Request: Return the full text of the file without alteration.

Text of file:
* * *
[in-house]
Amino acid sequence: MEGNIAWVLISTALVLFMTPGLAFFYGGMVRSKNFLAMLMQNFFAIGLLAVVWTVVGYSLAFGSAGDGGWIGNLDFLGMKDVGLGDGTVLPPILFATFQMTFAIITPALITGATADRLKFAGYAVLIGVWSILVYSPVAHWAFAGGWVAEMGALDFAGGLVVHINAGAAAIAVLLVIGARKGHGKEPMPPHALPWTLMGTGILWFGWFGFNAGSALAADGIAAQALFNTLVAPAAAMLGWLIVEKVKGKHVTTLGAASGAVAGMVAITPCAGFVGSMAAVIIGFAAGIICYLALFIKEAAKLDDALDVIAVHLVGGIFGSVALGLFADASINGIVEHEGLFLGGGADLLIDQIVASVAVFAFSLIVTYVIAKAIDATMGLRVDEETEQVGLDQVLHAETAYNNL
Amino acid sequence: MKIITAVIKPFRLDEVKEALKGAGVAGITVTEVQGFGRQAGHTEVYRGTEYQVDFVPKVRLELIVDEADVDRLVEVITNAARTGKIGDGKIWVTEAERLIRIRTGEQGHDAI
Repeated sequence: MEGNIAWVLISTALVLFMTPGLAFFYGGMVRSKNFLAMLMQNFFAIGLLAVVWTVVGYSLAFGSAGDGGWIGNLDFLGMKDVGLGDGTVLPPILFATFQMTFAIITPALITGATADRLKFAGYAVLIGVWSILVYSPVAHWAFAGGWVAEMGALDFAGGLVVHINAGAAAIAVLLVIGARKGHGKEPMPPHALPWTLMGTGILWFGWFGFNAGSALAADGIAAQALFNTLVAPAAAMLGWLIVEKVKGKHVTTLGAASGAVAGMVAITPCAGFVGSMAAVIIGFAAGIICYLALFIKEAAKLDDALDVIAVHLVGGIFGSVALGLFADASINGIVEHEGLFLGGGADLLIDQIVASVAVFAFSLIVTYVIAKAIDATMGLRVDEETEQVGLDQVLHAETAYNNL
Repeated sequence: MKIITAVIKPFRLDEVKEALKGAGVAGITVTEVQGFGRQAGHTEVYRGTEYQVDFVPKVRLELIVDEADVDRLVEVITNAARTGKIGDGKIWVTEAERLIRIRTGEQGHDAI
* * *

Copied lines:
[in-house]
Amino acid sequence: MEGNIAWVLISTALVLFMTPGLAFFYGGMVRSKNFLAMLMQNFFAIGLLAVVWTVVGYSLAFGSAGDGGWIGNLDFLGMKDVGLGDGTVLPPILFATFQMTFAIITPALITGATADRLKFAGYAVLIGVWSILVYSPVAHWAFAGGWVAEMGALDFAGGLVVHINAGAAAIAVLLVIGARKGHGKEPMPPHALPWTLMGTGILWFGWFGFNAGSALAADGIAAQALFNTLVAPAAAMLGWLIVEKVKGKHVTTLGAASGAVAGMVAITPCAGFVGSMAAVIIGFAAGIICYLALFIKEAAKLDDALDVIAVHLVGGIFGSVALGLFADASINGIVEHEGLFLGGGADLLIDQIVASVAVFAFSLIVTYVIAKAIDATMGLRVDEETEQVGLDQVLHAETAYNNL
Amino acid sequence: MKIITAVIKPFRLDEVKEALKGAGVAGITVTEVQGFGRQAGHTEVYRGTEYQVDFVPKVRLELIVDEADVDRLVEVITNAARTGKIGDGKIWVTEAERLIRIRTGEQGHDAI
Repeated sequence: MEGNIAWVLISTALVLFMTPGLAFFYGGMVRSKNFLAMLMQNFFAIGLLAVVWTVVGYSLAFGSAGDGGWIGNLDFLGMKDVGLGDGTVLPPILFATFQMTFAIITPALITGATADRLKFAGYAVLIGVWSILVYSPVAHWAFAGGWVAEMGALDFAGGLVVHINAGAAAIAVLLVIGARKGHGKEPMPPHALPWTLMGTGILWFGWFGFNAGSALAADGIAAQALFNTLVAPAAAMLGWLIVEKVKGKHVTTLGAASGAVAGMVAITPCAGFVGSMAAVIIGFAAGIICYLALFIKEAAKLDDALDVIAVHLVGGIFGSVALGLFADASINGIVEHEGLFLGGGADLLIDQIVASVAVFAFSLIVTYVIAKAIDATMGLRVDEETEQVGLDQVLHAETAYNNL
Repeated sequence: MKIITAVIKPFRLDEVKEALKGAGVAGITVTEVQGFGRQAGHTEVYRGTEYQVDFVPKVRLELIVDEADVDRLVEVITNAARTGKIGDGKIWVTEAERLIRIRTGEQGHDAI